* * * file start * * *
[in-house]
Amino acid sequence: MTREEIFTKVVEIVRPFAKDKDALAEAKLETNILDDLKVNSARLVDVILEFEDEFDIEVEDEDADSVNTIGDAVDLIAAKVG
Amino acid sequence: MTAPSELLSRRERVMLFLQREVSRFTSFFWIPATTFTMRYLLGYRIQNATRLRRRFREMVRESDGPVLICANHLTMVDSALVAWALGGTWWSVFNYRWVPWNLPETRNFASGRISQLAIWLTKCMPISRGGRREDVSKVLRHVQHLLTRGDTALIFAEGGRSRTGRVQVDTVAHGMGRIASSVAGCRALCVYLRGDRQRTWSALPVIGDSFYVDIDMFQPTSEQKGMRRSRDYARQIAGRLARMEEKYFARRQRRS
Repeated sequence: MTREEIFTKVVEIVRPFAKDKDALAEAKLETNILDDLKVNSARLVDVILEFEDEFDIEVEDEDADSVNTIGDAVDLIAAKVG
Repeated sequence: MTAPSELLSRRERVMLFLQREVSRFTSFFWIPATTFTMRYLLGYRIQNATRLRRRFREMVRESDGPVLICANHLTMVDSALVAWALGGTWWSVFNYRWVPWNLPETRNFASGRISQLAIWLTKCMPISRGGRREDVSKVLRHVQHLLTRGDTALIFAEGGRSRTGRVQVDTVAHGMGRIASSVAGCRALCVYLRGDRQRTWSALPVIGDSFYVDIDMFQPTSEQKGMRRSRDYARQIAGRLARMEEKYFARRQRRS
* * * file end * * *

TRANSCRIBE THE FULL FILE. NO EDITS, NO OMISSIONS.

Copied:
[in-house]
Amino acid sequence: MTREEIFTKVVEIVRPFAKDKDALAEAKLETNILDDLKVNSARLVDVILEFEDEFDIEVEDEDADSVNTIGDAVDLIAAKVG
Amino acid sequence: MTAPSELLSRRERVMLFLQREVSRFTSFFWIPATTFTMRYLLGYRIQNATRLRRRFREMVRESDGPVLICANHLTMVDSALVAWALGGTWWSVFNYRWVPWNLPETRNFASGRISQLAIWLTKCMPISRGGRREDVSKVLRHVQHLLTRGDTALIFAEGGRSRTGRVQVDTVAHGMGRIASSVAGCRALCVYLRGDRQRTWSALPVIGDSFYVDIDMFQPTSEQKGMRRSRDYARQIAGRLARMEEKYFARRQRRS
Repeated sequence: MTREEIFTKVVEIVRPFAKDKDALAEAKLETNILDDLKVNSARLVDVILEFEDEFDIEVEDEDADSVNTIGDAVDLIAAKVG
Repeated sequence: MTAPSELLSRRERVMLFLQREVSRFTSFFWIPATTFTMRYLLGYRIQNATRLRRRFREMVRESDGPVLICANHLTMVDSALVAWALGGTWWSVFNYRWVPWNLPETRNFASGRISQLAIWLTKCMPISRGGRREDVSKVLRHVQHLLTRGDTALIFAEGGRSRTGRVQVDTVAHGMGRIASSVAGCRALCVYLRGDRQRTWSALPVIGDSFYVDIDMFQPTSEQKGMRRSRDYARQIAGRLARMEEKYFARRQRRS